Archive for children
The evening before Halloween, Doug attempted to stop a fight between one neighbor’s cat and another neighbor’s dog. It ended tragically for both animals. Tommy and I cried ourselves to sleep. I couldn’t bring myself to tell the two youngest children who didn’t witness the horror.
Halloween morning, I awoke with a migraine. The kind of migraine that feels like someone stabbed you in the eye with a dagger and you just know that your own stress has caused it. By lunchtime, the elementary school nurse had called to tell me my youngest child was pukey. He valiantly fought against the loss of trick or treating. “I won’t let myself throw up again.” Fifteen minutes later, he proved himself wrong.
After a quick picture so that the costume could get five minutes of use, the sad child and I stayed home for the ONE trick or treater who came to our door. We are surrounded by much wealthier neighborhoods with perfectly landscaped properties and street lights. I can’t blame parents for avoiding our heavily wooded neighborhood of tiny houses. It still makes me sad.
The middle school child found out about the neighbor’s cat when someone else in the neighborhood casually mentioned it. She came home sobbing. An hour after tucking her in bed for the night, she is STILL crying.
I suggested that next Halloween, we make sure the oldest children spent their evening visiting haunted houses. Doug verbally stabbed me in the heart by reminding me that I was talking about a teen and his best friend who would be away at college next Halloween.
The elementary teacher who sent a sick child home on Halloween, knowing that he would miss out on trick or treating, sent home a pack of worksheets for homework.
2013 – The Terrible, Horrible, No Good, Very Bad Halloween
Supertween: “Are you lonely when everyone is at school?”
The answer I didn’t give: I have been so busy since school started back that it feels like a blur between the time you leave for school and the time that you return.
The answer I did give: “I miss you whenever you are away.”
Denial: Ask if it is time to leave 283 times in the first fifteen minutes of the event. Every time an adult not related to you giggles, ask three more times.
Anger: Hide in the bathroom and FaceTime your sad circumstances to everyone who makes the mistake of accepting your call.
Bargaining: Ask to leave because you are starving, dehydrated and sleepy. Make Keane eyes at every person you see.
Depression: Flop down in a major pathway and do your best imitation of a rag doll. Whimper and moan.
Acceptance: Find chairs with wheels. Declare them the best chairs EVER.
If we have guests, the children put out the most bleach stained, ragged bath towels that we own.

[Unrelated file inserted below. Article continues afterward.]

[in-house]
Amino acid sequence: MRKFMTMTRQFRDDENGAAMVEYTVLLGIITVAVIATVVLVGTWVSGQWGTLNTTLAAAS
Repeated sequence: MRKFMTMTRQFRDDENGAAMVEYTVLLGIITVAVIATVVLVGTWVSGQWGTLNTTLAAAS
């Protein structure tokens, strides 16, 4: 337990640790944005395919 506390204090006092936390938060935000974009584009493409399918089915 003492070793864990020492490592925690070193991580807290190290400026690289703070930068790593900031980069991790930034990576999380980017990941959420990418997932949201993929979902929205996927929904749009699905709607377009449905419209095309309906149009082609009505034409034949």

If I ask the children to bring me a ratty, old towel for the bottom of the kittens’ box, they bring me one of the few unstained, intact hem, perfect softness bath towels.
This must mean that the children think of the kittens as guests. Right?
I have lost count of the number of times I’ve read moms on social media declare that they are banning their child from playing MineCraft because their child “likes it too much.”
Is your child still eating and sleeping? If the answer is yes, then they don’t like it TOO MUCH.
MineCraft isn’t the first thing to captivate children and confuse parents. Children have fallen head over heels in love with other games, cards, collectibles, dolls, books, clothing, tv shows, movies, music, celebrities and colors. Do you remember World of Warcraft, Pokemon, beanie babies, matchbox cars, Tamagotchie, Pound Puppies, My Little Pony, Barbie, Legos, Pogs, Atari, Lemon Twist, Silly Bands, Troll dolls, CB radio, Crazy Bones or arcades? Ask your parents about YOUR childhood obsessions. Even better, ask them about THEIRS.
Children are supposed to like things. It’s okay for children to become so infatuated with skating that they sleep in their skates. There’s nothing wrong with wearing their favorite shirt day after day. It’s a good thing when they must learn everything about their infatuation and create imaginary stories to fill in the gaps in their obsession’s mythology. Encourage them to read everything written by a favorite author. Listen to their detailed descriptions of the difference between this card and that card.
Liking something too much teaches children about time and money management. It teaches them about prioritizing things and people. It helps them learn who they are and what they really need. Liking too much teaches children about love.
Do you really want to teach your children that they shouldn’t like things too much?